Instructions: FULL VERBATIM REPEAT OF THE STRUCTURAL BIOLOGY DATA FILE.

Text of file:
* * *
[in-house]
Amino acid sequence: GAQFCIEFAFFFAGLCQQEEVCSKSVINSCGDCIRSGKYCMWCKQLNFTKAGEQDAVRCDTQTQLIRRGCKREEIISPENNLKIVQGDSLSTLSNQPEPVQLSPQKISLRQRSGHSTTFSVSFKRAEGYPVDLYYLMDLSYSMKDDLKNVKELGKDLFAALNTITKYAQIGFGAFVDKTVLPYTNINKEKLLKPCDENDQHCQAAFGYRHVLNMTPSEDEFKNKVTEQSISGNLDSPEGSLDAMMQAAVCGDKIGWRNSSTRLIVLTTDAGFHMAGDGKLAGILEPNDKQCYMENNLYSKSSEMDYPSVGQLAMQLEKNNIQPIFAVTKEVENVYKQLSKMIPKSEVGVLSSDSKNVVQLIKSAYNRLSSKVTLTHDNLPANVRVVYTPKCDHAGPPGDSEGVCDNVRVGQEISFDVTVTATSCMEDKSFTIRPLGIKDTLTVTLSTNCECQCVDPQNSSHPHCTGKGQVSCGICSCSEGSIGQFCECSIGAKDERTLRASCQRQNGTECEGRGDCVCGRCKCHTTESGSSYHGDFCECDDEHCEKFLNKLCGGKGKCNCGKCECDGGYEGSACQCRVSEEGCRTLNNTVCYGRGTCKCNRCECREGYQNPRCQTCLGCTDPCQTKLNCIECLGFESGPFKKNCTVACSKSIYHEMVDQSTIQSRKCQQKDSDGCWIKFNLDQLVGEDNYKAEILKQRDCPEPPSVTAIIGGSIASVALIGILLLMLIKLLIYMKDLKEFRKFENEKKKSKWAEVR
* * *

[in-house]
Amino acid sequence: GAQFCIEFAFFFAGLCQQEEVCSKSVINSCGDCIRSGKYCMWCKQLNFTKAGEQDAVRCDTQTQLIRRGCKREEIISPENNLKIVQGDSLSTLSNQPEPVQLSPQKISLRQRSGHSTTFSVSFKRAEGYPVDLYYLMDLSYSMKDDLKNVKELGKDLFAALNTITKYAQIGFGAFVDKTVLPYTNINKEKLLKPCDENDQHCQAAFGYRHVLNMTPSEDEFKNKVTEQSISGNLDSPEGSLDAMMQAAVCGDKIGWRNSSTRLIVLTTDAGFHMAGDGKLAGILEPNDKQCYMENNLYSKSSEMDYPSVGQLAMQLEKNNIQPIFAVTKEVENVYKQLSKMIPKSEVGVLSSDSKNVVQLIKSAYNRLSSKVTLTHDNLPANVRVVYTPKCDHAGPPGDSEGVCDNVRVGQEISFDVTVTATSCMEDKSFTIRPLGIKDTLTVTLSTNCECQCVDPQNSSHPHCTGKGQVSCGICSCSEGSIGQFCECSIGAKDERTLRASCQRQNGTECEGRGDCVCGRCKCHTTESGSSYHGDFCECDDEHCEKFLNKLCGGKGKCNCGKCECDGGYEGSACQCRVSEEGCRTLNNTVCYGRGTCKCNRCECREGYQNPRCQTCLGCTDPCQTKLNCIECLGFESGPFKKNCTVACSKSIYHEMVDQSTIQSRKCQQKDSDGCWIKFNLDQLVGEDNYKAEILKQRDCPEPPSVTAIIGGSIASVALIGILLLMLIKLLIYMKDLKEFRKFENEKKKSKWAEVR